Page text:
TWIN FALLS, Idaho (KLIX) – You can thank Punxsutawney Phil for the possibility of several more weeks of the cold stuff.

Pennsylvania’s famous forecaster emerged from his burrow in Gobbler’s Knob this morning and saw his shadow, predicting another six weeks of winter.

That’s not OK with Twin Falls resident David Hughes, who was shopping at stores in downtown on Thursday afternoon.

“Oh boy,” he said when he found out Phil’s prediction. “Let’s hope he’s wrong.”

“It would be nice to see the ground again, to see the trails,” said Yvonne Phillips, who moved to Twin Falls from Alaska, a place that is used to winter’s snow and cold temperatures.

Phillips also was downtown Thursday afternoon walking her dog, Cody. At least business owners have done a good job of keeping their sidewalks cleared of ice, she said – at least for the most part.

“It’s been slick out there,” she said.

We’ll have to wait and see if groundhog Phil’s prediction proves true, but he hasn’t always been right over the past 131 years, let alone the past three decades.

Getty Images

“Phil has had a spotty record over the past 30 years, predicting the weather correctly only about half the time,” according to a national report by USA Today. “Phil sees his shadow much more often than he doesn't. Since the tradition began, he's seen his shadow more than 100 times and hasn't seen it 18 times.”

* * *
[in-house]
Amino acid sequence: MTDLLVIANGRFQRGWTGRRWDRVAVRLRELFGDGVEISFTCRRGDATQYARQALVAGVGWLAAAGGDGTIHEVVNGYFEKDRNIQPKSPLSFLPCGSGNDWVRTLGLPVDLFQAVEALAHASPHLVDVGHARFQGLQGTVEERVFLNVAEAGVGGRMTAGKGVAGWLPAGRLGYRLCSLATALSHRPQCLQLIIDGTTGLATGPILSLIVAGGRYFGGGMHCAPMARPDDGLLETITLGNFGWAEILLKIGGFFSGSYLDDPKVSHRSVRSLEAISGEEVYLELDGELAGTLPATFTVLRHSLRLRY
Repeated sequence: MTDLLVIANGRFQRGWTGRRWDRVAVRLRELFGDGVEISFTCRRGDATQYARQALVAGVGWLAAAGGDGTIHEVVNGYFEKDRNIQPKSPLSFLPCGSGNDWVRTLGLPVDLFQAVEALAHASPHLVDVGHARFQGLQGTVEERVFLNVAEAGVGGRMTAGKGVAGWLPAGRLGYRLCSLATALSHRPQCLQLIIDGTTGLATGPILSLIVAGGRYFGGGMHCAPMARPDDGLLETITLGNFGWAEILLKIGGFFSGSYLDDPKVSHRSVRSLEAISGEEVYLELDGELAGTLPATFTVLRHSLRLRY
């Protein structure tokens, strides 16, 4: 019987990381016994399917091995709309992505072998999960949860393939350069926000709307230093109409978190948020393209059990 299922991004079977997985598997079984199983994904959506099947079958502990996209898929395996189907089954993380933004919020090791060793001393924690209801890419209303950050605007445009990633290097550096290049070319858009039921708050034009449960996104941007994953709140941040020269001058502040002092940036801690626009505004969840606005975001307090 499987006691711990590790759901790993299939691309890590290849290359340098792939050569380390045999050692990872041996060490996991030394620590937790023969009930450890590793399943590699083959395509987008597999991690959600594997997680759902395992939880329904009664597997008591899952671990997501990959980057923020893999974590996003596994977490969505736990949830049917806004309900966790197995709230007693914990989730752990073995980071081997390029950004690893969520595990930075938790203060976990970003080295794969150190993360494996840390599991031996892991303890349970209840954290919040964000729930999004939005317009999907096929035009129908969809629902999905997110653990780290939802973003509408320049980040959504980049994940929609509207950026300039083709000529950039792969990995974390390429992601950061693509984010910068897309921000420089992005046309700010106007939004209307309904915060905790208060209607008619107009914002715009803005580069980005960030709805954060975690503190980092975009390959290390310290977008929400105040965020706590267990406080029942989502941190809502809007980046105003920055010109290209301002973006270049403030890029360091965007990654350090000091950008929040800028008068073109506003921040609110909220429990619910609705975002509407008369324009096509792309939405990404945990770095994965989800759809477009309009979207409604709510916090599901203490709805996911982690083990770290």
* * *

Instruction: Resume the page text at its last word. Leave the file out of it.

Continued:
The tradition of using a groundhog to predict winter’s last fling started in 1886 in Punxsutawney, Pa. If the weather is cloudy when a groundhog emerges from its burrow on Feb. 2 then spring will come early that year, according to the folklore. If it is sunny, however, the groundhog will see its shadow and head back inside because winter is expected to continue for another six weeks.

The tradition is celebrated every year on Feb. 2 – a date midway between winter’s solstice and the spring equinox – and draws hundreds of visitors to the small town in the western part of the Keystone State. Among the festivities today included the reading of a poem, singing and dancing, and fireworks. Phil’s prediction is meant for the entire U.S.

Whether you like winter or are ready for spring, today is a good time to watch the 1993 movie “Groundhog Day,” starring Bill Murray, who plays a cranky meteorologist that for a time relives the same day several times while covering the traditional Punxsutawney event.

Funny movie, but what about Phil’s prediction?

“I always thought of Groundhog Day as a big joke,” Phillips said.

Getty Images